Tommi Mäkelä Puukko Review

By Federico Buldrini

This puukko was hand made by Finnish knifemaker Tommi Mäkelä, who works full time for Lauri Metalli Oy in Kauhava.

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Technical data

blade:
length 93 mm
wideness 19 mm
thickness 3 mm at spine; 3,25 mm at bevels junction
tang 5×5 mm thick at peening
steel Thyssen Krupp 80CrV2
grind flat
edge angle 17° with tiny microbevel
edge hardness ~ 64 HRC

handle:
length 105 mm
wideness 28 mm max.
thickness 21 mm max.

weight:
knife 96 g
with sheath 152 g

Overview

The blade is a modified Lauri PT blade, so to give it a very subtle rhombic section. It isn’t tapered in height nor in thickness, while the sides are lightly sanded towards the spine and the bevels are thinned down to a more acute angle. As for all PT blades, the bevels went through induction hardening so to achieve 64 HRC at the edge. The bevels are ground to 17 ° and the edge has a tiny micro bevel.

The handle is made of birch bark discs compressed between bronze bolsters, a Lauri made 3 mm thick front one and a self made 4 mm back one. The handle was then heated in oven so to allow the bark oil to glue all together. It’s sanded to a fine grit and it’s tapered in width and thickness towards the blade, with the pommel higher than the bolster and the thickness diminishing from the center towards the blade. It has an subtle teardrop section, and fills well the hand.

The sheath was hand stitched from 1.8 mm thick cowhide. It has a birch protective liner, the blade slot was carved then the outer shape was sanded. The belt loop is fixed with a bronze ring, The loop itself is closed by a brass rivet.

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In use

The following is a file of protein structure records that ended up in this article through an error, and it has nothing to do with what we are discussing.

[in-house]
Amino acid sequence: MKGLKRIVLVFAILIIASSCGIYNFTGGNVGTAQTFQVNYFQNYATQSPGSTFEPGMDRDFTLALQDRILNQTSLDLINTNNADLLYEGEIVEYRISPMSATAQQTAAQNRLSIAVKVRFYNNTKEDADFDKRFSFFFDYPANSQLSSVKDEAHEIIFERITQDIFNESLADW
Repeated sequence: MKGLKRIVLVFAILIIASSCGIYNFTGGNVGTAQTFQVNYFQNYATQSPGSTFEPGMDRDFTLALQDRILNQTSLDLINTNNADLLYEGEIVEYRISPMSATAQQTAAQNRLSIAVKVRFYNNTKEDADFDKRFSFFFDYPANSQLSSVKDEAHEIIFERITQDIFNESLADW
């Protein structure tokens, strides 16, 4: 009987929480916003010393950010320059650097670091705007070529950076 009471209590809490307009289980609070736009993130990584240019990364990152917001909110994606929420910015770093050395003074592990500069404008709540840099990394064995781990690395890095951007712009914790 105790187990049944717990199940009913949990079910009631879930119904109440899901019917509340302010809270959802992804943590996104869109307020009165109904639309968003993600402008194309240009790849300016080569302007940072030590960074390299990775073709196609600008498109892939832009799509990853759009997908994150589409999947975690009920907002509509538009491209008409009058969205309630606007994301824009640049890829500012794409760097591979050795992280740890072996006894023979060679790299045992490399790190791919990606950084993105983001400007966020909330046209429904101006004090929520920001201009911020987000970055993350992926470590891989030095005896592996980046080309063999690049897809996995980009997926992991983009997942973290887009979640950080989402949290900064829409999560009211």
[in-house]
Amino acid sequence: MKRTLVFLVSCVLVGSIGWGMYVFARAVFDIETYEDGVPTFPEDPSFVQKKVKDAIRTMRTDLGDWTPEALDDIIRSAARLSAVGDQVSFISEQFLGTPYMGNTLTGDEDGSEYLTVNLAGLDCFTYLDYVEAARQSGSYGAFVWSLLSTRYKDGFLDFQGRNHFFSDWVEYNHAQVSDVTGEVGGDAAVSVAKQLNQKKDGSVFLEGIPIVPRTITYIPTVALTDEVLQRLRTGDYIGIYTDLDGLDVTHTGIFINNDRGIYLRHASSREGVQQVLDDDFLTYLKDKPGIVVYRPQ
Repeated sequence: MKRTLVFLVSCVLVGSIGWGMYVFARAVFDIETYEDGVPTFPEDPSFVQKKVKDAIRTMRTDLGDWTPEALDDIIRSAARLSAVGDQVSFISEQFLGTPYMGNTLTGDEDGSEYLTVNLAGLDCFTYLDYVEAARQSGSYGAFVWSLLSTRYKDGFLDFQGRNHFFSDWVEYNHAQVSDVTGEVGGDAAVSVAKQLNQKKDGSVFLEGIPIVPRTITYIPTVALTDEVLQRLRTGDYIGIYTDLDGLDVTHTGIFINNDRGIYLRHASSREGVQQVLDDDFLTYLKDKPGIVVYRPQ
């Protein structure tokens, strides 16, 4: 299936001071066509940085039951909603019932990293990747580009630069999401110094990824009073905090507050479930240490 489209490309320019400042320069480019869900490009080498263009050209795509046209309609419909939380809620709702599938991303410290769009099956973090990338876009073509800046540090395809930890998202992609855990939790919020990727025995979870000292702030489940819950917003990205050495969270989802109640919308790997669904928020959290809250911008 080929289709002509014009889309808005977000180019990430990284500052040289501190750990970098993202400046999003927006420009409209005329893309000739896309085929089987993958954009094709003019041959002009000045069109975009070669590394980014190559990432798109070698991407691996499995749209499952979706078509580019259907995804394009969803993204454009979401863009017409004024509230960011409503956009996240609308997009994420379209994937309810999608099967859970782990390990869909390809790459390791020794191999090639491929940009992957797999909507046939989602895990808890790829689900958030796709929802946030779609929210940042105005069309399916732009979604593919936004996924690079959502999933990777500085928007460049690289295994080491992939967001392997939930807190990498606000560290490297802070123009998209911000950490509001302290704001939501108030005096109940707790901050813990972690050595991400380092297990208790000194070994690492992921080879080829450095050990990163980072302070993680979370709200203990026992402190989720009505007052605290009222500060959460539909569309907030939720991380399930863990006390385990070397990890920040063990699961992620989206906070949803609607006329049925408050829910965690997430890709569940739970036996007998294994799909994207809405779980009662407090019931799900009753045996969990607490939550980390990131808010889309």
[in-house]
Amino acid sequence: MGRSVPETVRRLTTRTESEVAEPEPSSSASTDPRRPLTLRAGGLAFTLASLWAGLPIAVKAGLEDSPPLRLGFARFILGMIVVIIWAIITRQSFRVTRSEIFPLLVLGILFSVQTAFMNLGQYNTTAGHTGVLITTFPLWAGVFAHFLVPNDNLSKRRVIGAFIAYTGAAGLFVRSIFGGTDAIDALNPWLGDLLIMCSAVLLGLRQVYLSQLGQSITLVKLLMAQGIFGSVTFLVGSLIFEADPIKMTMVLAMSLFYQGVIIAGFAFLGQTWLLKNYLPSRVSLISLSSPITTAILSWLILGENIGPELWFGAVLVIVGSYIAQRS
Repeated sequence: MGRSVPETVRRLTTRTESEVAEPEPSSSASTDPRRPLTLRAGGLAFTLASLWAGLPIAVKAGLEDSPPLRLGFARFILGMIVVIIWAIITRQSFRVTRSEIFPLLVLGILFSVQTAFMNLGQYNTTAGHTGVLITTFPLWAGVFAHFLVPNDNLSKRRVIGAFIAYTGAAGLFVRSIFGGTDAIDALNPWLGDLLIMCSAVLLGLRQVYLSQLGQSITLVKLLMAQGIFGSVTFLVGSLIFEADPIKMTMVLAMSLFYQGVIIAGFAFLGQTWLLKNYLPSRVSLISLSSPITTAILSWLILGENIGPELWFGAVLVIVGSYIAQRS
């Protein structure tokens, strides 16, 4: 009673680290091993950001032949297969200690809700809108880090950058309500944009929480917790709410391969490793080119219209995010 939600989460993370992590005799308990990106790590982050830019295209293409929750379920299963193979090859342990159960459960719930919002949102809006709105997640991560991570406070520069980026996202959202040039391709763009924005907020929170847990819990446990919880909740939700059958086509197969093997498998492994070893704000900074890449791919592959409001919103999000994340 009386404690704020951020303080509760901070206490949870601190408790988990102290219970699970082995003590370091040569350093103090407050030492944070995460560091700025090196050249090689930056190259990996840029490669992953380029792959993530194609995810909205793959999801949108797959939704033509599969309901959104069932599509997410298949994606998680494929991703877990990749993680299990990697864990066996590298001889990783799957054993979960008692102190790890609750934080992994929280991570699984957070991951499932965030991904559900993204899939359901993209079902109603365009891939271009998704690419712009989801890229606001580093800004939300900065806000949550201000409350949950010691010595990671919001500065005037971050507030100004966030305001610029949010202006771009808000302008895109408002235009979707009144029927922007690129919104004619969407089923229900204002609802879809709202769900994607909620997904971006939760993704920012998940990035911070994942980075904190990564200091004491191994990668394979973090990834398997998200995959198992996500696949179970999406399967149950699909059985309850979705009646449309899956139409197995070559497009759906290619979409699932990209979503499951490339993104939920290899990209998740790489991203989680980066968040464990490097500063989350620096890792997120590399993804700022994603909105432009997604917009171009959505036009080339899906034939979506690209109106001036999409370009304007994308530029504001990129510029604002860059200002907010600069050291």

When it first arrived it was hair popping sharp, though, since I felt the edge was slightly rough in few points I stropped it a little with both black and green compound.

Let’s start with our usual spikkentroll, this time from a piece of plane wood. There isn’t much to tell about this, since the puukko had always a great bite for roughing cuts and good nimbleness for refining ones. Nothing to say about the handle other than just plain comfortable. At the end of the work I felt two very tiny microchips in the first half of the edge, which also lost some bite, but still managed to shave. I just gave it a quick strop with green compound.

During the carving of the silver fir spatula the puukko again proved to have a great attitude as a wood carving machine. Again I experienced a great deal of bite, a good nimbleness and precision. Surely it’s one of the fastest carvers I have, the only moment in which it struggled a little was when finishing the roughing of the belly between the spreader and the shaft. No problem with the handle whatsoever. At the end of the work the edge was pristine, the bite was lower but still able to shave.
Same feelings during the finishing cuts, though the loss of bite was perceivable when doing planing to adjust the thickness and wideness of the shaft. At the end of the work the edge was still pristine and was still able to shave, but needing more pressure to be applied.

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Conclusions

Given the rather thin stock, the acute edge and the very high edge hardness it’s not surprising that the edge is slightly prone to microchips, though I got some only when carving though knots. Generally speaking I was extremely positively impressed by the resilience and edge holding this combination of geometry and heat treatment managed to pull off. The edge holding is comparable to the one I have on other puukkos in the same steel, but with a 20-21° edge and a final hardness of 62 HRC.
The handle, though a bit shorter, but not slimmer, than what I’m normally used to is very comfortable and allows the puukko great agility and nimbleness. Plus it’s tapered towards the blade starting from a rather generous pommel, allowing for a good deal of power and effective leverage when carving with chest lever grip.
So, to sum it up, this puukko is smaller than the majority I’ve tried and handled and, being so much carving oriented, I don’t really see it as a single tool for bushcraft, in its most recent concept of searching for a “one tool option”. But it will get you plenty covered for anything wood working related, being a spoon or a pot hanger.

 

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